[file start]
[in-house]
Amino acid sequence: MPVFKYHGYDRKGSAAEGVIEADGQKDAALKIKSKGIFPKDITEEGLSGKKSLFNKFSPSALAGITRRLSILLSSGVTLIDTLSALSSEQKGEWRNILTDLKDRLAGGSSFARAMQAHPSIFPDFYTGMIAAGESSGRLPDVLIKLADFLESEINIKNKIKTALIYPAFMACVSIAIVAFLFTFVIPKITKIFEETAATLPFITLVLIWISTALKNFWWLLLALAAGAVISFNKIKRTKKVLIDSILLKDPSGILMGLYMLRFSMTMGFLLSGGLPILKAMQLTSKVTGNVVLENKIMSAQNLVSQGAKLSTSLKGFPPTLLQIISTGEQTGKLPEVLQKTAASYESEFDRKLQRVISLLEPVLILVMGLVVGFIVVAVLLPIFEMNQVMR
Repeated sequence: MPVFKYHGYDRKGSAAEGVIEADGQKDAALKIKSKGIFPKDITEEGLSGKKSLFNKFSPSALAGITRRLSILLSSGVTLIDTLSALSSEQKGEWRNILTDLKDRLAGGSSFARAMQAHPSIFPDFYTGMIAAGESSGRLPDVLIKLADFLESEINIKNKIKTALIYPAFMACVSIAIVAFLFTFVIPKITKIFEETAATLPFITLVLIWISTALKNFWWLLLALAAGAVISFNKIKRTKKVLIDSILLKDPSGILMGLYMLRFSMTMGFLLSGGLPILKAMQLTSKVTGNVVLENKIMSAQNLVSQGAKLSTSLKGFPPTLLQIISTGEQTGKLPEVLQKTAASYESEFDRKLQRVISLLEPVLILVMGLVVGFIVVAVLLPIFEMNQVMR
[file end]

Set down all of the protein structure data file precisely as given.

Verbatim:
[in-house]
Amino acid sequence: MPVFKYHGYDRKGSAAEGVIEADGQKDAALKIKSKGIFPKDITEEGLSGKKSLFNKFSPSALAGITRRLSILLSSGVTLIDTLSALSSEQKGEWRNILTDLKDRLAGGSSFARAMQAHPSIFPDFYTGMIAAGESSGRLPDVLIKLADFLESEINIKNKIKTALIYPAFMACVSIAIVAFLFTFVIPKITKIFEETAATLPFITLVLIWISTALKNFWWLLLALAAGAVISFNKIKRTKKVLIDSILLKDPSGILMGLYMLRFSMTMGFLLSGGLPILKAMQLTSKVTGNVVLENKIMSAQNLVSQGAKLSTSLKGFPPTLLQIISTGEQTGKLPEVLQKTAASYESEFDRKLQRVISLLEPVLILVMGLVVGFIVVAVLLPIFEMNQVMR
Repeated sequence: MPVFKYHGYDRKGSAAEGVIEADGQKDAALKIKSKGIFPKDITEEGLSGKKSLFNKFSPSALAGITRRLSILLSSGVTLIDTLSALSSEQKGEWRNILTDLKDRLAGGSSFARAMQAHPSIFPDFYTGMIAAGESSGRLPDVLIKLADFLESEINIKNKIKTALIYPAFMACVSIAIVAFLFTFVIPKITKIFEETAATLPFITLVLIWISTALKNFWWLLLALAAGAVISFNKIKRTKKVLIDSILLKDPSGILMGLYMLRFSMTMGFLLSGGLPILKAMQLTSKVTGNVVLENKIMSAQNLVSQGAKLSTSLKGFPPTLLQIISTGEQTGKLPEVLQKTAASYESEFDRKLQRVISLLEPVLILVMGLVVGFIVVAVLLPIFEMNQVMR